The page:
Early studies of pecan by Blackmon (1936) showed that animal manure can lead to high yields and serve as an excellent source of plant nutrients. Georgia poultry farmers produce over two million tons of poultry litter (manure) annually (Ritz and Merka, 2009) in the production of meat and eggs, creating a need for disposal. Proper application of litter to the land as a soil amendment is an appropriate use for the waste product. The organic material and nutrients found in poultry litter are beneficial byproducts that have proven useful in amending agricultural soils (Mitchell and Tu, 2005).

Doran and Parkin (1994) defined soil quality as “the capacity of a soil to function within ecosystem boundaries to sustain biological productivity, maintain environmental quality, and promote plant and animal health.” Soil quality is generally related to the physical, chemical, and biological factors on a particular site. Characterization of soil quality requires the selection of indicators sensitive to changing agricultural practices (Doran et al., 1994). Soil microorganisms are vital to the biogeochemical cycling of organic and inorganic nutrients in the soil and maintenance of soil quality. Microbial activity in the rhizosphere is a major factor that determines the availability of nutrients to plants and has a significant effect on plant health and productivity. Enzymes produced by soil microorganisms and plants mineralize organically bound nutrients and are often used as indicators of soil quality (Doran and Parkin, 1994).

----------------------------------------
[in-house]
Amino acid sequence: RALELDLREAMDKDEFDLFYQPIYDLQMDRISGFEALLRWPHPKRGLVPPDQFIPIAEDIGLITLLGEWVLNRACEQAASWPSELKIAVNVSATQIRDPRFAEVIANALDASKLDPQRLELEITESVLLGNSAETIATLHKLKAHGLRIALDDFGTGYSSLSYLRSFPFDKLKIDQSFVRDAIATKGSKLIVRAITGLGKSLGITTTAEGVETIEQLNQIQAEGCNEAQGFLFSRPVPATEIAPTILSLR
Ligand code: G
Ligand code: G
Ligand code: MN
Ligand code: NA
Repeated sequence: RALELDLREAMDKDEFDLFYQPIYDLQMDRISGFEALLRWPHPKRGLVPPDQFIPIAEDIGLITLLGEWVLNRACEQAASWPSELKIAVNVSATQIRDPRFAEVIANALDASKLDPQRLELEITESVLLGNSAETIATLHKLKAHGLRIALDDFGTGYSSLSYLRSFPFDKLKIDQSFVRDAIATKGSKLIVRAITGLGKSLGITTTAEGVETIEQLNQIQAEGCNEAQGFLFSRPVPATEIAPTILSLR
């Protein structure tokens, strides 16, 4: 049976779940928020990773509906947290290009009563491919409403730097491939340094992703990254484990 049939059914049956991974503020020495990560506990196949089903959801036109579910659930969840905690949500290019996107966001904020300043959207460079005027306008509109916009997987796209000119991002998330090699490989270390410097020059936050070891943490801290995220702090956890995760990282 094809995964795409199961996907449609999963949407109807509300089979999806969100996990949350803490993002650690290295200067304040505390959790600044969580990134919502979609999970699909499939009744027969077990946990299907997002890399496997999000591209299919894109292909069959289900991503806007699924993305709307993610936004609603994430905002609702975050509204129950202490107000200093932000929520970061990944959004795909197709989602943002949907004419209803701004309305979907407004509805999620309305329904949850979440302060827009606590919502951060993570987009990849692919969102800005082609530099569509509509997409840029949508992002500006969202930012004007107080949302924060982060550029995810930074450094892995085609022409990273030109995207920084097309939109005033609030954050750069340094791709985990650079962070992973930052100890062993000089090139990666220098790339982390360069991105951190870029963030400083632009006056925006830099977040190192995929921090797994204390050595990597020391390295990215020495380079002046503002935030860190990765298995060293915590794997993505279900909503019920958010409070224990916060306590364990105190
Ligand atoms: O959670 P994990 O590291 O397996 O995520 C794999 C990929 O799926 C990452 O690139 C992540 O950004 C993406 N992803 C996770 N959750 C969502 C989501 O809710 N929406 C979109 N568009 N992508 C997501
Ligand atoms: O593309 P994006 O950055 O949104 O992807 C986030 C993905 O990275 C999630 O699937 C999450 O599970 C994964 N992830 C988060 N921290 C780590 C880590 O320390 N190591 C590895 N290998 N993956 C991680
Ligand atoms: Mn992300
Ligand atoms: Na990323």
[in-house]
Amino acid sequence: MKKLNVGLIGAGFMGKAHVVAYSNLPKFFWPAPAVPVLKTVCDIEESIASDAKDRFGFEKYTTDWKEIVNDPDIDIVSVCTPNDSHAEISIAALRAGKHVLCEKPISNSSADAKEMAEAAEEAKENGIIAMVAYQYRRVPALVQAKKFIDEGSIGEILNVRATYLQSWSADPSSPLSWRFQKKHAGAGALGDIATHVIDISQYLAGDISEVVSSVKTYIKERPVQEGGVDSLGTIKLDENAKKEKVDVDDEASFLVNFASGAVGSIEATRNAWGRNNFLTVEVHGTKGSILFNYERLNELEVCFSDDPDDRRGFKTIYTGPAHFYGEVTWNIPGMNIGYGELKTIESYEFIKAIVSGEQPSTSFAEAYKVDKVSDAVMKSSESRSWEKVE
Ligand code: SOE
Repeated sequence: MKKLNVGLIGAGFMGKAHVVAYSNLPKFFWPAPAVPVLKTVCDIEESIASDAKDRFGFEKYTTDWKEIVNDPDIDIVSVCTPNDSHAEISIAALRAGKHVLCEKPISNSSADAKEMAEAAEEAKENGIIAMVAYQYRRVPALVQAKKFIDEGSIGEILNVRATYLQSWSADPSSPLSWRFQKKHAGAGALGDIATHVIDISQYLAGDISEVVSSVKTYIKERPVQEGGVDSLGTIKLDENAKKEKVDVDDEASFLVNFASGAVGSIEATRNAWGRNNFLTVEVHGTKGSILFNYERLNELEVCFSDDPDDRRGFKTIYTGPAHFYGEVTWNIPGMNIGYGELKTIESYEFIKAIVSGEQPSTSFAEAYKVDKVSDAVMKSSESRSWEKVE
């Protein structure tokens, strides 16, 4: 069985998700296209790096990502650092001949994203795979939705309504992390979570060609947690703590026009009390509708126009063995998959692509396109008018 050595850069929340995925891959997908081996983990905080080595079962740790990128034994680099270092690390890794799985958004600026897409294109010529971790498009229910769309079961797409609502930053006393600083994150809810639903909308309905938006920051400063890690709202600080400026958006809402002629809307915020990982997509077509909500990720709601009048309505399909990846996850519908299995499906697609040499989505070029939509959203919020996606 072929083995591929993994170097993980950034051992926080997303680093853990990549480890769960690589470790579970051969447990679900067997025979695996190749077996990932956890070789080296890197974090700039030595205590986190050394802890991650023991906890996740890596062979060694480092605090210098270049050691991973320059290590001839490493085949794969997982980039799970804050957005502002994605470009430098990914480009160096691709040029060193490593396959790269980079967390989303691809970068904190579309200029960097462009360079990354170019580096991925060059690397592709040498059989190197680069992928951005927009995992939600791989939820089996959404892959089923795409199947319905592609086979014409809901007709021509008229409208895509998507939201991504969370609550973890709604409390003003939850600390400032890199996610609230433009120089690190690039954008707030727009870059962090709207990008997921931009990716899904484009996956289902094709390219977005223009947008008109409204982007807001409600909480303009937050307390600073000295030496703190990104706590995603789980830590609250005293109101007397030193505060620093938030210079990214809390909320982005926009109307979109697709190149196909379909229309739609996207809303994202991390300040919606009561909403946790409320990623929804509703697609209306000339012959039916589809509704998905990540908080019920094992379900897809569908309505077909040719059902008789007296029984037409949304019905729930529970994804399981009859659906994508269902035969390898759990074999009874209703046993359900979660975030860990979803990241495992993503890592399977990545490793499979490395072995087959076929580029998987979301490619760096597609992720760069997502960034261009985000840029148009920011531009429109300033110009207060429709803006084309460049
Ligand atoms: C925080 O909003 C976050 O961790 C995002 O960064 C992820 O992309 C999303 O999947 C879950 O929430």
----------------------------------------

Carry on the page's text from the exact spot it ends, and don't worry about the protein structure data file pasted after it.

Mycorrhizal relationships are often considered the most significant form of plant–microbe symbiosis (Smith and Read, 1997). Ectomychorrhizal fungi form a particular, extracellular morphological complex with the roots of many temperate forest trees, including pecan (Woodruff, 1933). However, the arbuscular mycorrhizal (AM) fungi form the most widespread symbiotic relationship between plants and fungi in nature. Over 80% of plant species can form AM. The extensive hyphal network created by AM can improve soil aggregation (Miller and Jastrow, 1992). Organic compounds produced by mycorrhizal hyphae may bind soil microaggregates into macroaggregates (Tisdall, 1994). Mycorrhizae have been shown to favor soil conditions of high organic matter and low fertility (Miller and Jastrow, 1992).